Inductee Steve Huter was recently awarded the Internet Society’s prestigious Jonathan B. Postel Service Award for “enabling hundreds of institutions to build and operate new components of the Internet” in more than 120 countries, according to fellow inductee and founding president of the Internet Society, Vint Cerf.
The Internet Society said in a press release that the award was presented to Huter in recognition of his leadership and personal contributions at the Network Startup Resource Center (NSRC), where he has enabled countless others to develop the Internet.
“Steve Huter is the quintessential candidate for the Postel Award…his dedication to this task mirrors Postel’s own and continues to this day,” Cerf said, referring to Jon Postel, after whom the award is named. Postel, another inductee of the Internet Hall of Fame, was involved in the development of the ARPANET, TCP/IP, SMTP and DNS, as well as the Request for...
Originally hoped to facilitate the free flow of information, the Internet has fallen short of that lofty goal according to a recent column.
In a recent piece published by The Economist, Ludwig Siegele pulls from interviews with Internet Hall of Fame inductees Sir Tim Berners-Lee and Vint Cerf, among others, to opine that the Internet has become more centralized and strictly controlled than its early developers ever dreamed.
“Today the internet is a very different beast,” he wrote....
One of the key developers of the modern Internet’s communications infrastructure says the online universe’s broad reach is not the cause for all of its problems. A three-time graduate of Harvard University, Craig Partridge designed how email is routed via domain names and led the team that developed the first multi-gigabit router.
He is currently the chief scientist for networking research at Raytheon BBN Technologies.
In a recent interview, the 2017 Internet Hall of Fame inductee acknowledged that while the Internet has facilitated access for some nefarious uses, those problems would not be resolved by restricting the overall flow of information.
“I fear that our concern…that people who are utterly evil have found ways to use the internet, with child pornography being the most obvious and pernicious problem,” he said. “But to allow people to say it’s because of the opennenss of the Internet is I think is completely misguided and we need to find solutions to target those problems.”
The development of the world’s first search engine was not spurred by a natural disaster or an epic journey.
Just an “aha” moment for a graduate student.
While attending graduate school at Montreal’s McGill University in the late 1980s, Alan Emtage developed and launched Archie, the first Internet search engine. Derived from “archive,” Archie was a database of early websites and facilitated the development of multiple techniques used by modern search engines.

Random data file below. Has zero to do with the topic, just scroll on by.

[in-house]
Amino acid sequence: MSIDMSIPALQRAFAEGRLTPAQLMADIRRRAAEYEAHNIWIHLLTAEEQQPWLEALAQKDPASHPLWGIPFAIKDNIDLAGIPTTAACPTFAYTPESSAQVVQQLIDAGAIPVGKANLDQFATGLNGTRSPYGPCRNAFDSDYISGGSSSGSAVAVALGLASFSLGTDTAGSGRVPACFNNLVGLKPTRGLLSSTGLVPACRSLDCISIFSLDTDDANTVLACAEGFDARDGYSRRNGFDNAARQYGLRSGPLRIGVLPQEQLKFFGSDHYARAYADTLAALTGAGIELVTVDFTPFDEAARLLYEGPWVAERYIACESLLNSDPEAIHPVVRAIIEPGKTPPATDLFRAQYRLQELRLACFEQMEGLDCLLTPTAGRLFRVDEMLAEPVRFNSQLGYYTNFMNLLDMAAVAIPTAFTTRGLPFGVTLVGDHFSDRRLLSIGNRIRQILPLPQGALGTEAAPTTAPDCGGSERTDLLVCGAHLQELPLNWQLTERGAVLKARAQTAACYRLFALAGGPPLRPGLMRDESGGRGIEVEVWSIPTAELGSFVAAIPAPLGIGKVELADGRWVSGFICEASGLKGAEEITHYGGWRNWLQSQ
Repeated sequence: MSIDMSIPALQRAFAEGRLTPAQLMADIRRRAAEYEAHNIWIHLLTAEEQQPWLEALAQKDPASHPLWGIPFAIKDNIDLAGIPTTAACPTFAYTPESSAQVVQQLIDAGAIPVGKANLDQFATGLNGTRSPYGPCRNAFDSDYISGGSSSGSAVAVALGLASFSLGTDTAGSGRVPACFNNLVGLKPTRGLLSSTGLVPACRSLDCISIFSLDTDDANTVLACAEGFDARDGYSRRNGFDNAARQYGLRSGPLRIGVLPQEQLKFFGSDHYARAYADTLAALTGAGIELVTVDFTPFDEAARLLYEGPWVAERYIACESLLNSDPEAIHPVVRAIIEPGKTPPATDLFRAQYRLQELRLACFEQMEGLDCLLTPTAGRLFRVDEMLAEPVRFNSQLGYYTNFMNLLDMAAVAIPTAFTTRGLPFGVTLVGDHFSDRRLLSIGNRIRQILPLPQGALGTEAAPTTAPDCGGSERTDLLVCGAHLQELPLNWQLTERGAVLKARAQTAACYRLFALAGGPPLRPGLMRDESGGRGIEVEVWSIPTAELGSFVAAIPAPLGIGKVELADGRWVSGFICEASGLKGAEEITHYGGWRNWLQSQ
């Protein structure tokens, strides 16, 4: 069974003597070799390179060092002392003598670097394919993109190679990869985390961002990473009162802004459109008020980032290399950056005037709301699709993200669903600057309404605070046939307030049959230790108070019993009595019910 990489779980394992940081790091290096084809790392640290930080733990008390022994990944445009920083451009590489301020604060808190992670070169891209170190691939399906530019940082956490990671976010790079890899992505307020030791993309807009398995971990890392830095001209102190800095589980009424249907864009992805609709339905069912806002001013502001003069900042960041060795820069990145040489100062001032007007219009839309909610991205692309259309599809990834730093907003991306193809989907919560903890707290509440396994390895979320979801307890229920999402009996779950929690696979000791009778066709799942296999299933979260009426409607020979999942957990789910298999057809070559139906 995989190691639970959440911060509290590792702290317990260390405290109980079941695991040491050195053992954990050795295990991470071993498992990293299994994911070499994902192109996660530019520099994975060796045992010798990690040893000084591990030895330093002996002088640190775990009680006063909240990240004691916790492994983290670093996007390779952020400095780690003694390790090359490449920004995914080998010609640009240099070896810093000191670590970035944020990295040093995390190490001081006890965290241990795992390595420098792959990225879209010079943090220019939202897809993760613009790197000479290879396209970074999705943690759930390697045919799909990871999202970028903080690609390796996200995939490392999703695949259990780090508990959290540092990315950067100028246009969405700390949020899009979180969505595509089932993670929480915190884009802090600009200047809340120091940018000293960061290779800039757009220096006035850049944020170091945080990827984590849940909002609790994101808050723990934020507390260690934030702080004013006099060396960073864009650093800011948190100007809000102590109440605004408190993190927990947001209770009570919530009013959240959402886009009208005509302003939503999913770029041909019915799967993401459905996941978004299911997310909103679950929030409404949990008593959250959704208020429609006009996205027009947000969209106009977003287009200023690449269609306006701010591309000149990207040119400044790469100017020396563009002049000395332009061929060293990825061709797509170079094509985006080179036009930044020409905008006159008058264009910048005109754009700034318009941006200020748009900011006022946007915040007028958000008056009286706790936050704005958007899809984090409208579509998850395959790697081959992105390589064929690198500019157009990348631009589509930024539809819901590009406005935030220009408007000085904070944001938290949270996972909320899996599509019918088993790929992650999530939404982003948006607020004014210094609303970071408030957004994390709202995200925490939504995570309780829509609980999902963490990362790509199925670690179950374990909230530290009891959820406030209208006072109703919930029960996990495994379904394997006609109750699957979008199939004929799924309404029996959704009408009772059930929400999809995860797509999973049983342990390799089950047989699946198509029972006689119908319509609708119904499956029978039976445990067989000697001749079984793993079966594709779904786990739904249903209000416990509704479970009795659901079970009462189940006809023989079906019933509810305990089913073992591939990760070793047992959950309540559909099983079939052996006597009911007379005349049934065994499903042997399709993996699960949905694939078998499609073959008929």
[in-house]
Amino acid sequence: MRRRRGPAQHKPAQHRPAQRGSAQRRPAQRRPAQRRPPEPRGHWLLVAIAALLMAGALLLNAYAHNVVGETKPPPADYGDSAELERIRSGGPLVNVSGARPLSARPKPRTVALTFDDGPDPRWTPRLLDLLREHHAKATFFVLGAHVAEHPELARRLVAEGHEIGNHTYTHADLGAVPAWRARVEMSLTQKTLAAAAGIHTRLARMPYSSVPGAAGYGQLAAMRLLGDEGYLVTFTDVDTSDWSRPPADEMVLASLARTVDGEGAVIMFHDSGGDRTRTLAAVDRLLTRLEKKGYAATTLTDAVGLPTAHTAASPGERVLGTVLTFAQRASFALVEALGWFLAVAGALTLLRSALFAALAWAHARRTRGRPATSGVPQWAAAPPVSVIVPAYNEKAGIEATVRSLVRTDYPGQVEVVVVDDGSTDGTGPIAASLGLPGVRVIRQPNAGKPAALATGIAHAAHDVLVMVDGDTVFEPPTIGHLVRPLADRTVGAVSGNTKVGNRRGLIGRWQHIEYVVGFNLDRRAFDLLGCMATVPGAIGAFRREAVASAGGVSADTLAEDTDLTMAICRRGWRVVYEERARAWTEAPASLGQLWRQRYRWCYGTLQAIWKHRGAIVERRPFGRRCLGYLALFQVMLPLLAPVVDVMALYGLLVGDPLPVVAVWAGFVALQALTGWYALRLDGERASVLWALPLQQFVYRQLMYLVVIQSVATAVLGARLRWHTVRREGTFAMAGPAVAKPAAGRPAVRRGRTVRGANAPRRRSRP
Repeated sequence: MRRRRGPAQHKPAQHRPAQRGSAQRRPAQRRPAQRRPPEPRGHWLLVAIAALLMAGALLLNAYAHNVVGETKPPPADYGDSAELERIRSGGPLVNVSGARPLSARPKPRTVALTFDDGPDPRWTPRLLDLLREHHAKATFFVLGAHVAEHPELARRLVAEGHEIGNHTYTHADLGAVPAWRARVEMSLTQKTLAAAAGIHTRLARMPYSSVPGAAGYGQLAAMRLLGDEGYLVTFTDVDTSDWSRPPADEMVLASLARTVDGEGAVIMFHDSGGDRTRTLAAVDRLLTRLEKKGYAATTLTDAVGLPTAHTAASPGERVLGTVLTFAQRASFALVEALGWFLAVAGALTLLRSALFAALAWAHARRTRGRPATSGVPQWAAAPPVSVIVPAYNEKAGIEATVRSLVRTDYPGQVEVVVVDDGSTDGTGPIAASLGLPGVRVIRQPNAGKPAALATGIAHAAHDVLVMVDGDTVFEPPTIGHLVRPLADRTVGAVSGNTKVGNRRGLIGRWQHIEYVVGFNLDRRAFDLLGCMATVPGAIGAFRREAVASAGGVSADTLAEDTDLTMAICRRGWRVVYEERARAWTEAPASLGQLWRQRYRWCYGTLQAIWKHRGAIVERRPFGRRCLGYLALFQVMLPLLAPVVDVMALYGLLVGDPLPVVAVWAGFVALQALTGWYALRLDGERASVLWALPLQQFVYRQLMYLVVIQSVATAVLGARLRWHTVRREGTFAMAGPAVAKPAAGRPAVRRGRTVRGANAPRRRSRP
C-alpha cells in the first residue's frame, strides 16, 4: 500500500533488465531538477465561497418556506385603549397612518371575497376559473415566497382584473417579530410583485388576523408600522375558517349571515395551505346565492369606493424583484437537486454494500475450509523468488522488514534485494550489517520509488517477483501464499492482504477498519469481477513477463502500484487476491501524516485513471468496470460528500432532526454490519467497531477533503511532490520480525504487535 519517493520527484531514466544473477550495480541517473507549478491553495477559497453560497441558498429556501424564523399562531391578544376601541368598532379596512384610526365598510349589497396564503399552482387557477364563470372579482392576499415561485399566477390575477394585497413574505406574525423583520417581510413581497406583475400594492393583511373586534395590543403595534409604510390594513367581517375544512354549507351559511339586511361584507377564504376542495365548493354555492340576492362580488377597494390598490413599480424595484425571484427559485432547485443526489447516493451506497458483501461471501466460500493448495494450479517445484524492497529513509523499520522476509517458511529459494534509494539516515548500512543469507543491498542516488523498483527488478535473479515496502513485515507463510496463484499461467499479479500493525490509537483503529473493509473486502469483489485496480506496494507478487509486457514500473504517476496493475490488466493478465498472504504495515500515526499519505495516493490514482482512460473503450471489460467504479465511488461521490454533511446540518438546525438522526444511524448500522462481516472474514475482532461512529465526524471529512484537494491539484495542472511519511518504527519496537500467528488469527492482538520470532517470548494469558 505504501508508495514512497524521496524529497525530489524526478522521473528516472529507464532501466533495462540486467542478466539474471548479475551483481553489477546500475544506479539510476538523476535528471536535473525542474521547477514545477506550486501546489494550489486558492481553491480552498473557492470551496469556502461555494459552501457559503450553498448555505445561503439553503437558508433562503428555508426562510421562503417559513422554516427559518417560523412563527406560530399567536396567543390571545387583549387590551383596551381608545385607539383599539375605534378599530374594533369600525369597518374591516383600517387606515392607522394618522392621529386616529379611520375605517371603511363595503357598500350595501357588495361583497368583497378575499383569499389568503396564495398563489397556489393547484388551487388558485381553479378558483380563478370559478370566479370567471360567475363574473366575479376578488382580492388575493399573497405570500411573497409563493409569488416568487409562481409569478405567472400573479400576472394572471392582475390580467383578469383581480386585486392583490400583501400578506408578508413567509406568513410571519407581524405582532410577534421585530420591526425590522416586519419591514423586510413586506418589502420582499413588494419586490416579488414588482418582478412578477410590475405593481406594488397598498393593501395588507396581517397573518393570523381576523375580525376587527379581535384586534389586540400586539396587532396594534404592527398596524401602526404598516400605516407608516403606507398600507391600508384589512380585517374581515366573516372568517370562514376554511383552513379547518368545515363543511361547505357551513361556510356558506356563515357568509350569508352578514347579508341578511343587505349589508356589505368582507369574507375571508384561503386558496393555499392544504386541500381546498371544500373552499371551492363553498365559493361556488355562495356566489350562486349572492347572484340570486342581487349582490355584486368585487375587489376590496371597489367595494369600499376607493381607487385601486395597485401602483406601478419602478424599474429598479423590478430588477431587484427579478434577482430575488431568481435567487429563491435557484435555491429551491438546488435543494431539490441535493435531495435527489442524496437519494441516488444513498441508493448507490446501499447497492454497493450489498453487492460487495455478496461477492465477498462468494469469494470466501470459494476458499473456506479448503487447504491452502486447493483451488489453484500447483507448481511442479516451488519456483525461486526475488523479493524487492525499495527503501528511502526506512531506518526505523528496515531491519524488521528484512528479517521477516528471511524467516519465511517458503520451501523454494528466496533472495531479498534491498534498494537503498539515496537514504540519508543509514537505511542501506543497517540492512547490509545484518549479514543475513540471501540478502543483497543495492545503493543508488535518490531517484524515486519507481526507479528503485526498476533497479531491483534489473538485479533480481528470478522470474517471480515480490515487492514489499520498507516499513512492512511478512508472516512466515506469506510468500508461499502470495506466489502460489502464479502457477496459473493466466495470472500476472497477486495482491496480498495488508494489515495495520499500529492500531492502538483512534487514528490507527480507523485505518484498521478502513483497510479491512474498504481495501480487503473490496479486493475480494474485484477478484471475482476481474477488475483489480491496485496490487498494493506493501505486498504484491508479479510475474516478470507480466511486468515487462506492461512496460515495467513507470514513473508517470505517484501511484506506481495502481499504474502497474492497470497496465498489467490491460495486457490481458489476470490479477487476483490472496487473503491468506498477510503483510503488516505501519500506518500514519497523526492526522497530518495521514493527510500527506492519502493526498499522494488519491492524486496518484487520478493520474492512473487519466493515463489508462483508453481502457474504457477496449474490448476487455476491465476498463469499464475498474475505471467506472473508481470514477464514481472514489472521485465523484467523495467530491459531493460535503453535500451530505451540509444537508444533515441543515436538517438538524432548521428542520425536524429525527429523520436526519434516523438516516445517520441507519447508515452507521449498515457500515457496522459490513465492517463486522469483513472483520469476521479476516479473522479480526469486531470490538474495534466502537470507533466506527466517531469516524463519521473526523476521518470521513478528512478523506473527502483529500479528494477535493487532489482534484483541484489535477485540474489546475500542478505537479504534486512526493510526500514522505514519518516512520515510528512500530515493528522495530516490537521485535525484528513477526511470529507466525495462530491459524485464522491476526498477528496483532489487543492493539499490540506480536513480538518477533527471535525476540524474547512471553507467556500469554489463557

In a recent interview, the 2017 Internet Hall of Fame inductee said his creation’s origins were not particularly dramatic, but still required a little subterfuge in the early days to get around some academic red tape.
“It sort of happened organically,” Emtage said of Archie’s development. “There wasn’t a goal where I had to struggle, ford rivers or climb mountains to get to it. The powers that be didn’t realize what we were doing, so we had to do it under sort of the cover of darkness and not let them realize we were utilizing all of these resources. They didn’t really understand what was going on.”
Watch our full interview with Alan Emtage below:
When he’s not on the road, Mike Jensen spends much of his time in the Atlantic rainforest of Brazil.
He particularly enjoys his time on the coast of Bahia, Brazil, he said, because, in addition to being close to nature and providing great outdoor activities for his three children, Jensen said he likes “living in an environment that exposes me to the same types of problems I am working to address.”
His current projects include advising on improving connectivity in the Marshall Islands, devising ways to track regulatory change in West Africa and documenting successful community-based rural connectivity initiatives in developing countries.
So, what are the biggest hurdles today in bringing connectivity to such far-flung locations?
“The biggest bottleneck really is the level of awareness of governments in terms of what they need to do to make their networks more cost-effective, and thus more affordable for the general public,” he said. “There is still a general attitude in many countries that incumbent legacy operators must be protected, or that there is only one strategy to connect the unconnected, which is mobile broadband. … It continues to be difficult to break that mentality.”
Other issues are access to electricity, poor roads and lack of skilled workers.
And what are the most promising new technologies for solving these issues?
“The potential for low-earth orbit constellations of satellites is one area that is extremely...